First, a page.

I’m an historical fiction junkie and while I don’t read general romance books, when it’s tossed with some historical fiction, I’m all about it. That’s what Kearsley does so deftly in this book — she takes what should be a simple story about a woman writing a book and makes it about the lives of the women she’s writing about. This is a book where I wanted every possible happy ending to happen.
The Winter Sea begins in present day Scotland with an author, Carrie McClelland, working on a new novel about the Jacobites and a failed invasion. She finds inspiration while visiting a friend who lives in Scotland and decides to stay on and rent a small cottage near Slain’s Castle which plays a part in the story she’s telling. The cozy cottage fits her needs well and the writing comes along at an incredible pace for her. Carrie begins making friends with many of the locals; particularly the sons of the man she’s renting the cottage from. All seems to be going incredibly well, except the research. Research has always been a part of her work but she finds herself not needing it so much in this book. Carrie begins to wonder if the past is starting to intrude a bit on the present for her.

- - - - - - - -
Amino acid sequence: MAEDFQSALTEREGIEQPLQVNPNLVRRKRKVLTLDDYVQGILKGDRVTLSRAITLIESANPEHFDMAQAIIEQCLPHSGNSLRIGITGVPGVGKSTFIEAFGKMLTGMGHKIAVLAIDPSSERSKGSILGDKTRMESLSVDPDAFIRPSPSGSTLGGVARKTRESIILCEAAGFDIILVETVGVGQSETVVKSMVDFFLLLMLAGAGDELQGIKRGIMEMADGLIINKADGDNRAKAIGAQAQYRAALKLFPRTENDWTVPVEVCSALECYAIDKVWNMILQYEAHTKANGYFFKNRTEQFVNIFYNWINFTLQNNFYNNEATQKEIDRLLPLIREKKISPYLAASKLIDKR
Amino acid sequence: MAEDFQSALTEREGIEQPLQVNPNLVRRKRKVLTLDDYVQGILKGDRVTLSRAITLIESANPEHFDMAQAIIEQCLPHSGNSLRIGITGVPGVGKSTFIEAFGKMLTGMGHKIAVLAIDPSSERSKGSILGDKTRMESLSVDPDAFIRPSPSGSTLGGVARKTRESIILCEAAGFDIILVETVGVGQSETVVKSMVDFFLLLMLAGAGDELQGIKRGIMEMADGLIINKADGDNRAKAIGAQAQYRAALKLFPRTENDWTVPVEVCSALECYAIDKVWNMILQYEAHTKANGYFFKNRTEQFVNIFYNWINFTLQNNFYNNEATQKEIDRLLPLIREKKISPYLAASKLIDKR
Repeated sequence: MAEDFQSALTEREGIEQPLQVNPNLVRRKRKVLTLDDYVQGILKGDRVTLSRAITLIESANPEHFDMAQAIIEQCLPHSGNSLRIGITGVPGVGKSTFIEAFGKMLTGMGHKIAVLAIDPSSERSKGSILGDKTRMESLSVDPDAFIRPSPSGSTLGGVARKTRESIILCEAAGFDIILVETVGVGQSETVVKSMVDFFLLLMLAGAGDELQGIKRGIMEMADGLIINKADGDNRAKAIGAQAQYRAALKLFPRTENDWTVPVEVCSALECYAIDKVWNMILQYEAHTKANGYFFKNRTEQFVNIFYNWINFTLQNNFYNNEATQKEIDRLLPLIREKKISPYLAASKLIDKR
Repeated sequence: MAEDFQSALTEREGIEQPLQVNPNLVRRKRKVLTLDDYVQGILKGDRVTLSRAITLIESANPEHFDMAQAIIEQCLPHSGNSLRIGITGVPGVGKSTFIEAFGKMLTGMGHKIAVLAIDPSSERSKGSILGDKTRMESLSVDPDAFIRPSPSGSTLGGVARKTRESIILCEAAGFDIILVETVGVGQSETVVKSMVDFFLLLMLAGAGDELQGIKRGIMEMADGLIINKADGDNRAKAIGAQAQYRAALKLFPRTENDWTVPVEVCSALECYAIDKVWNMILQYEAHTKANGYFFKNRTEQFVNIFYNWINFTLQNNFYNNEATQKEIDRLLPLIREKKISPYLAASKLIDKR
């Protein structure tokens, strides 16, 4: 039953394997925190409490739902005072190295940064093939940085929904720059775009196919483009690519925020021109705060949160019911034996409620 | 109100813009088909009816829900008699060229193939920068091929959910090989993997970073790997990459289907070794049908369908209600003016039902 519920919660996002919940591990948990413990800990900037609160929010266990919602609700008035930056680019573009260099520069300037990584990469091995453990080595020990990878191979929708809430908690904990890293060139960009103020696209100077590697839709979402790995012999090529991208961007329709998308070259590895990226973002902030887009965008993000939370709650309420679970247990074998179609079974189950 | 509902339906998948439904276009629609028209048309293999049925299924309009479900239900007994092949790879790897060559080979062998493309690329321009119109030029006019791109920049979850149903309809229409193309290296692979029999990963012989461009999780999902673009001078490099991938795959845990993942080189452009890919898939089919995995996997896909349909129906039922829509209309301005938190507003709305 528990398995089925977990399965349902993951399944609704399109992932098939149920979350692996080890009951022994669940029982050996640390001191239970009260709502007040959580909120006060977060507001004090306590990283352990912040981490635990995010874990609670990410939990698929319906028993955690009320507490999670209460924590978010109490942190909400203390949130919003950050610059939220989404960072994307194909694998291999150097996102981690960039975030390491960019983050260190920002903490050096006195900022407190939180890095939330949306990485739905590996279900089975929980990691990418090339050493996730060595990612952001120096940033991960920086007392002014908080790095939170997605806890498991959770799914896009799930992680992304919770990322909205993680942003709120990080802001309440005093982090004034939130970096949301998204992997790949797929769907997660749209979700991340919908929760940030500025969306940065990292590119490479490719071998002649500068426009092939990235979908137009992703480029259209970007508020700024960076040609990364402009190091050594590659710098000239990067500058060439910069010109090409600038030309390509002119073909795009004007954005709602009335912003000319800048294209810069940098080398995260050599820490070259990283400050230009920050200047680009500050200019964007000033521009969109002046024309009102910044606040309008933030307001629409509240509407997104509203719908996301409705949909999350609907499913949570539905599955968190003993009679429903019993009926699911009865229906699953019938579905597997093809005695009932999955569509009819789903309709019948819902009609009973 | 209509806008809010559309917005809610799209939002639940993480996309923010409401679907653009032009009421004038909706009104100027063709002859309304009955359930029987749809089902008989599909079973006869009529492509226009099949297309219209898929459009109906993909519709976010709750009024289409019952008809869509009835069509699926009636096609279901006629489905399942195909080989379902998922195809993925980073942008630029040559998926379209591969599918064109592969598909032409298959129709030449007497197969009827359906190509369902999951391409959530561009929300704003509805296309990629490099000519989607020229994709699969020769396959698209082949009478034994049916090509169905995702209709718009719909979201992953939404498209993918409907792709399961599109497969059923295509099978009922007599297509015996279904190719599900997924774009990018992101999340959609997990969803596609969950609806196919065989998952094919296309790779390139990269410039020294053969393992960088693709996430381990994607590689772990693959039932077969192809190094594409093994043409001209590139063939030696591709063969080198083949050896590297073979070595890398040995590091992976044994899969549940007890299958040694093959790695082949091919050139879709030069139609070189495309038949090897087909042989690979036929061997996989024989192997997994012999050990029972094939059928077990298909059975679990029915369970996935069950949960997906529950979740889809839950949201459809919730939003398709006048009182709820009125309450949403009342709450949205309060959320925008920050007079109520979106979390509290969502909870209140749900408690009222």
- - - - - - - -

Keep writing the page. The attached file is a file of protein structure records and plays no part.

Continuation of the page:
Time slips never bother me, especially in historical fiction. In The Winter Sea I particularly enjoyed this because we got to meet so many interesting characters. The second story, the story within the story if you will, only takes place in the time slip, and is centered in 1708 Scotland. It’s here that Sophia Paterson, a young woman running from a bad situation, is taken in by a Countess (she is made out to be a distant relative) and finds love, and a life she never expected.
When I said I wanted the proverbial happy ending above, this is where I wanted it. Without giving much away, there were parts of Sophia’s story that were so sad but understandable. Really, I adored this character and wanted her to be just as happy as Carrie. It was not to be but that doesn’t change how much I enjoyed this book.
I’ll admit that I’m easily seduced by a Scottish setting but it was the wonderful characters that immediately sucked me in. This one lived up to my expectations and beyond. While there were two distinct stories being told here, they never felt separate, they were integrated so well I didn’t feel as though I was missing anything when the perspective switched. I loved the family history that Kearsley wove throughout the story for Carrie, which was part of the reason it worked so well. Tying the fictional author to her ancestral characters was a nice touch.
This was my first of Kearsley’s books. I’m just sorry I waited so long to pick this one up.
The Winter Sea
By Susanna Kearsley